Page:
Today I feel like I finally grokked currying (in Javascript), and of course, like any programmer who has learned a new trick, my mind immediately began racing over how to improve my current codebase using it.

And again, like any programmer, the little voice shouting "[new trick] all the things!" was silenced by another saying, "[new trick] is really complex. maybe you shouldn't use it." Curry is sugar, essentially, after all.

I understand that there's nothing wrong with using a feature in moderation, especially one as mind-bending as currying, but for the sake of simplicity should I avoid using it if something equally as efficient is sufficient?

  • 3
    Have to disagree with the statement Curry is sugar, essentially, after all and the implication that currying is complex. Maybe in Javascript that's true (although I find it useful), but in Haskell, currying is actually the key to how functions work, and allows a unified model of functions that is quite simple. Now I know you asked about Javascript, but since you didn't add that tag, it seems fair to mention Haskell! :)
    – user39685
    Commented Feb 17, 2013 at 13:09

2 Answers 2



IMO Your question contains a bad assumption.

Bad assumption

there's nothing wrong with using a feature in moderation

This is the wrong way to look at a language and it's capabilities. You should use whatever idiom, feature, etc, yields the shortest, most maintainable implementation that has reasonable performance for you/your team. It should not be driven by how many times you've used it so far. Programming decisions shouldn't be governed by an arbitrary limitation on the number of time you can use a particular construct on the belief that "this amount is okay, but one more is too much".

The Question

The question is "is currying to complex for you/your team?". There are certainly many people for whom currying is not complicated and use it all the time. You mentioned you just learned it, so it is a valid question to ask yourself. However, and this is the important bit, this is a question you must answer. You should consider any external factors like deadlines, the cost of making mistakes (which will rise anytime you're using something unfamiliar), etc and weigh that against the benefits.


Complexity is largely a function of familiarity. Familiarity drives understanding. When you are familiar with an concept it isn't any more or less complex than anything else. Think about the notion of anonymous function, objects and types, and how complex they were when you first came across them. Conversely, if you never gain any familiarity with the concept, it is and will always remain complex.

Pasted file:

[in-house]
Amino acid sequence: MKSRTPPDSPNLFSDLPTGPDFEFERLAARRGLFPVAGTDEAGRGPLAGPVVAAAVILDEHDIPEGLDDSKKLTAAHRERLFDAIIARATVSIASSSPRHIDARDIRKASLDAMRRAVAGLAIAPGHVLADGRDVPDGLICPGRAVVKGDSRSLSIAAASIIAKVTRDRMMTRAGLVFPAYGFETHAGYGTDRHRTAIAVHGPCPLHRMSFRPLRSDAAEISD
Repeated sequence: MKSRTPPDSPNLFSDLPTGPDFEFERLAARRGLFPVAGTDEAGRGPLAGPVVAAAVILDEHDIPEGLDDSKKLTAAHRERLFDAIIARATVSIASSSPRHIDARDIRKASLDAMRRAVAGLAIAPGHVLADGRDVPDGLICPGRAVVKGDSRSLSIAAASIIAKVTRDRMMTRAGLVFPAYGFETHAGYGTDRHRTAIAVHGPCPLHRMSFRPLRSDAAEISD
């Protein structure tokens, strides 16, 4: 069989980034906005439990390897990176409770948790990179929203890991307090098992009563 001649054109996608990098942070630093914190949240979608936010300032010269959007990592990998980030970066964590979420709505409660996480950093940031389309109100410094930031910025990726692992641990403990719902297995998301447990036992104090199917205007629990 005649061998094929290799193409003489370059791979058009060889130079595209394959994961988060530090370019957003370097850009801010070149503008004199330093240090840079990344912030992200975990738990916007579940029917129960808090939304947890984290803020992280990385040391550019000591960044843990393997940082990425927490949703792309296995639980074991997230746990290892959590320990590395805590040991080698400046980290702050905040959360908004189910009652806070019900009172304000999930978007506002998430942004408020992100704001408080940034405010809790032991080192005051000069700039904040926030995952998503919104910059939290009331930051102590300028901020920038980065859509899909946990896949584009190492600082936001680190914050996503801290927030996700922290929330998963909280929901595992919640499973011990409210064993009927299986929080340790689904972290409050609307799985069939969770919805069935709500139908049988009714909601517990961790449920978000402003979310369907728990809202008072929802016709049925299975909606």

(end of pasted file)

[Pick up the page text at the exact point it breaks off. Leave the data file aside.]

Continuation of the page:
Average Team Skill Level

The question of not using something because most of the team doesn't understand the concept is something I have considered in the past. However I have always decided I would rather force people to learn and develop, rather than have everyone program to a "lower" common denominator. In the past I have had to compromise the best implementation I could give for fear someone else will not be able to maintain/understand it. Now that I can set policy this doesn't happen.

  • 1
    +1 for avoiding the lowest common denominator trap - that's a race to the bottom
    – jk.
    Commented Feb 18, 2013 at 17:38

Like all choices in engineering, there is a definite trade-off. What is the benefit of replacing your existing code with your new trick? Is the code easier to maintain, easier to read (which aids in maintainability), is it faster, etc. Also, what are the downsides? Are you working in a team and, if so, does using your knew trick reduce readability for various team members?

In the end, you have to list the pros and cons and determine what you think is best. If it is a issue of skill level within the team, then perhaps you can make efforts to train your team on the new technique and share your insight (your "aha" moment(s)). Then, once your team is better educated on the topic, you can make the decision as a team on how you should approach using this new trick.

If you are working on an open source project, then it could be argued that it is a good thing to stay away from code-uses that could trip up other programmers contributing to the project. Alternatively, it could be argued that you should use such tricks if the project has a good review process where misuse of your new trick could be seen.

And if this is simply a personal project, then do whatever makes you happy!

Hope that this helps! Happy coding!


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